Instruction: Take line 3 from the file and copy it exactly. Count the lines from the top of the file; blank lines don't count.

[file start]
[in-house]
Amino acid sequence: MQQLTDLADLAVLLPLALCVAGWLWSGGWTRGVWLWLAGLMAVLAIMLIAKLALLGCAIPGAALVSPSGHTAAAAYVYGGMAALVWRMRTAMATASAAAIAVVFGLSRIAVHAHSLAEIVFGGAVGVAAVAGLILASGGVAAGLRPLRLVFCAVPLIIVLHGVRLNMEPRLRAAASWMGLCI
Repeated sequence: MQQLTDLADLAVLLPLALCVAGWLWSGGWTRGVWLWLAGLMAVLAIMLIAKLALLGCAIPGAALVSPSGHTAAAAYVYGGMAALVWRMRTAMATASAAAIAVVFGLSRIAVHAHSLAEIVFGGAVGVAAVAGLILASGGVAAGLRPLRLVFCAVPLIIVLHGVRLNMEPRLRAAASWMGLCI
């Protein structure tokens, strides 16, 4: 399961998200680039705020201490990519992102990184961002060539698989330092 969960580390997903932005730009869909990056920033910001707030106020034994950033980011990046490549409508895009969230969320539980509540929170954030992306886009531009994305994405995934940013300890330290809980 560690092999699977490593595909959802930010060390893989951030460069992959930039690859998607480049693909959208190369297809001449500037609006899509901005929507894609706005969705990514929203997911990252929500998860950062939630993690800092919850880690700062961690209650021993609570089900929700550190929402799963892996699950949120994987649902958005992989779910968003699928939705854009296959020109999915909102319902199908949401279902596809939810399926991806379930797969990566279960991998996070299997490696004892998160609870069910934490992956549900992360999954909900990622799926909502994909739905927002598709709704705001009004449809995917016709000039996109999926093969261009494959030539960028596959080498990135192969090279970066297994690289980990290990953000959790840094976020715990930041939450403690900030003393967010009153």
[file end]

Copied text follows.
Repeated sequence: MQQLTDLADLAVLLPLALCVAGWLWSGGWTRGVWLWLAGLMAVLAIMLIAKLALLGCAIPGAALVSPSGHTAAAAYVYGGMAALVWRMRTAMATASAAAIAVVFGLSRIAVHAHSLAEIVFGGAVGVAAVAGLILASGGVAAGLRPLRLVFCAVPLIIVLHGVRLNMEPRLRAAASWMGLCI